In 2000, California voters made it easier to pass school bonds, but they included a caveat: The money can’t be spent on employee salaries. So it may come as a surprise to learn school districts statewide have been freely — and legally — spending bond money on employee salaries and benefits for more than a decade.
San Diego Unified officials expect the average condition of school buildings to improve from poor to fair by July 2024, but it’ll take millions from the state and the district’s own general fund – on top of two existing multibillion-dollar school bonds – to make it happen.
Principals and parents are bracing for cuts as San Diego Unified School District staff prepare a budget for trustees that could include layoffs to close a $124 million shortfall. The superintendent wrote that she would seek creative solutions to make sure class sizes remain unchanged.
Under a project labor agreement the San Diego Unified School District signed in 2009, local workers would build all bond-funded projects over $1 million. But the targets set in the deal still aren’t being met, and new numbers show some targets are slipping slightly further away as more large projects are built.
Thanks to new state laws, voters are seeing more information on their ballots about what school bonds will actually cost in the long run. One thing that hasn’t changed: School construction contractors are still funding campaigns promoting the bond measures.
Proposition 51, a statewide ballot measure, is being billed as a $9 billion school bond project that will fix leaky roofs and remove asbestos from classrooms. Those priorities were also front and center in the ballot language for Prop. Z, a local bond passed in 2012. Tens of millions in Prop. Z money has also been spent on stadiums. Prop. 51 funds could also be used to fund stadiums, the state Legislative Analyst’s Office told us.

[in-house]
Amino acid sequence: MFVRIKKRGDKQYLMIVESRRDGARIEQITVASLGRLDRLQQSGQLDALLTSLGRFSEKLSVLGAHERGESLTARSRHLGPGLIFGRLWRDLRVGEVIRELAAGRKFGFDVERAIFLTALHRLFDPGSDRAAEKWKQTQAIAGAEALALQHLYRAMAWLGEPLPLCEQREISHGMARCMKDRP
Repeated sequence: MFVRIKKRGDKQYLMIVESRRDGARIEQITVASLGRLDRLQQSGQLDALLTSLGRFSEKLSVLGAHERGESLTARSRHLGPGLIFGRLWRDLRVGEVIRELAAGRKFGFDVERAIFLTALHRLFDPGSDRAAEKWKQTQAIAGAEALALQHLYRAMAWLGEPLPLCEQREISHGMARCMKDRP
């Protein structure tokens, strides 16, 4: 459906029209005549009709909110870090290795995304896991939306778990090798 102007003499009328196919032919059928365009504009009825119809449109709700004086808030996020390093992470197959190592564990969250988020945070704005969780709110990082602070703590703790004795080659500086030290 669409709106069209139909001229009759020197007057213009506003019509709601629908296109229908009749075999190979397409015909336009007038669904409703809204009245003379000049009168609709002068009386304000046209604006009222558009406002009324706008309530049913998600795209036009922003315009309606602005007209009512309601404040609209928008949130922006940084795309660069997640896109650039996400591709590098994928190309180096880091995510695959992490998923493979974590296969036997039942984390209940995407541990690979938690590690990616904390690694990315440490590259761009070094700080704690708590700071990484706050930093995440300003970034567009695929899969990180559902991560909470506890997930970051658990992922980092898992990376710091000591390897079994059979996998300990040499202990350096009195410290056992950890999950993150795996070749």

San Diego Unified has more than $3 billion in school bond funds it has yet to spend on neighborhood schools. Charter schools’ share, on the other hand, is about tapped out.
San Diego Unified is pushing Innovations Academy out of its space in Scripps Ranch and dropping $20 million in bond money on a new facility for the school. It plans to lease the Scripps Ranch space to a developer who will build apartments. The move that makes good on the school board’s commitment to generate revenue off district property. But to Scripps Ranch residents, the decision is illogical: Why push out a charter school just to spend $20 million building a new one?
Halfway through a five-year deal that was supposed to be capped at $625,000, Dolinka Group has already made $1.27 million on a contract with Poway Unified. District staff now says the cap referred to a yearly amount — though it doesn’t appear to have applied that standard to other multiyear contracts.
Former district officials misspent school bond funds, double paid vendors, spent $45 million on an ill-advised land purchase and fulfilled few promises made to voters who approved a $250 million bond measure in 1997, according to the report released Tuesday.